Location: The castle is a ten-minute walk from Shukkeien or a 15-minute walk from Peace Memorial Park.

Travel Essentials: Please note that this castle is closed every December 29 to 31.

Mazda Museum

The Mazda Museum was founded by the Mazda Motor Corporation. It helps visitors gain a quick understanding of Mazda's history, its automobile technology and prospects for its future development. In 1991, Mazda became the first and only Japanese company to win the Le Mans Grand Prix.

The main attractions here are the museum, the Mazda assembly line where you can see a variety of different cars being produced, and a shop providing Mazda merchandise which is also perfect for souvenirs.

Location: You can reach the Mazda Museum in around 5 minutes by foot from the south exit of Mukainada Station.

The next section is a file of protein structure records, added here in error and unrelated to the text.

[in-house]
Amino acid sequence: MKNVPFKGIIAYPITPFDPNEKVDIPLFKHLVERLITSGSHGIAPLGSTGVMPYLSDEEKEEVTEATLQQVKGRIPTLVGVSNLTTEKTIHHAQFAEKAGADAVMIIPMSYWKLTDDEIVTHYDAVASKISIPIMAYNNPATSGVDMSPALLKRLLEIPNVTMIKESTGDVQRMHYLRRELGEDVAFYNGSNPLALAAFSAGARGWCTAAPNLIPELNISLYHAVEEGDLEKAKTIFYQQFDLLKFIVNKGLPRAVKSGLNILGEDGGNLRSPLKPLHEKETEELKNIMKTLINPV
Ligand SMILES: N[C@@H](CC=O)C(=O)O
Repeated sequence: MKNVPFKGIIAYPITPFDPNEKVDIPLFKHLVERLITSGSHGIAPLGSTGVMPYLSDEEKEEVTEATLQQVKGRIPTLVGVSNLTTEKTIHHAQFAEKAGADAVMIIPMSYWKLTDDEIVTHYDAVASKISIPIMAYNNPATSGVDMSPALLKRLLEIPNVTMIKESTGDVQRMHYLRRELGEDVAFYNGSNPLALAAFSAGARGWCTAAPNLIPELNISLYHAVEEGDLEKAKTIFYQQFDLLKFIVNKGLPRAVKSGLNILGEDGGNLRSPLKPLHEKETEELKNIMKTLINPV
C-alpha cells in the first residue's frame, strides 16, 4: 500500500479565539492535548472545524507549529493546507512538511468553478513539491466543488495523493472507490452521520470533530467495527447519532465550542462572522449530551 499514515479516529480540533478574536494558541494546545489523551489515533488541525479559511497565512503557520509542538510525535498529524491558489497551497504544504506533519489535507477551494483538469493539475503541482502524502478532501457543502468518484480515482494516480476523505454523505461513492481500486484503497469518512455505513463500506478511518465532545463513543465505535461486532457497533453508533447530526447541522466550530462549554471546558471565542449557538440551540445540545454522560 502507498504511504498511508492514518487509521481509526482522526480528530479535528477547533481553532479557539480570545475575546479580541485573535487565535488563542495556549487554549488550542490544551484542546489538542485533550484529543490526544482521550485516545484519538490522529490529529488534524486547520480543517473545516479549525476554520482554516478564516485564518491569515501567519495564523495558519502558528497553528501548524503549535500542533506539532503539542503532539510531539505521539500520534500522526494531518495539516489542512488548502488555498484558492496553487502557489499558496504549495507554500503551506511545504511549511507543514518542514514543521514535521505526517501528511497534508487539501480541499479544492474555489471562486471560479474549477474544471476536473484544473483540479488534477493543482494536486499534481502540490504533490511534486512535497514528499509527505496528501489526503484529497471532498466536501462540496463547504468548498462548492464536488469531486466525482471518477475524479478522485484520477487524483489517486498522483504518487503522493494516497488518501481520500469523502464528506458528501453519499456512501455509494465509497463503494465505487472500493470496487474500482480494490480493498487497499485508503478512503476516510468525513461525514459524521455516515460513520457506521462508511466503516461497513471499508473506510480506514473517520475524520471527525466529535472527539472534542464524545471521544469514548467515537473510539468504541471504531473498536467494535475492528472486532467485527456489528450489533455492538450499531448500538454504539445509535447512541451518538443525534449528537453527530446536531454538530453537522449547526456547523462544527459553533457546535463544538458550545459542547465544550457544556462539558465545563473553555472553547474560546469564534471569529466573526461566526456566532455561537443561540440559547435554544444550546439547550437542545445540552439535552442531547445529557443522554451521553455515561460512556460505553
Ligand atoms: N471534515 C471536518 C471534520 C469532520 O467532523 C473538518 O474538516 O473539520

Travel Essentials: You need to make a reservation beforehand by phone or e-mail, since the museum can only be enjoyed via a guided tour. Reservations can be made up to a year in advance.

Downtown Hiroshima

Downtown Hiroshima is a good place for trying out Hiroshima's specialty: Hiroshima-style okonomiyaki. Two streets offer the specialty: Hondori Street and Aioi Street. Besides sampling the local cuisine, you can find many department stores and restaurants downtown. The place is clean and nice and the food is good and reasonably priced.

Location: Downtown is 3 km from Hiroshima Station. You can connect quite easily by taxi or bus.

Travel Essentials: Stay connected with your Japanese translator, since people there do not generally speak English.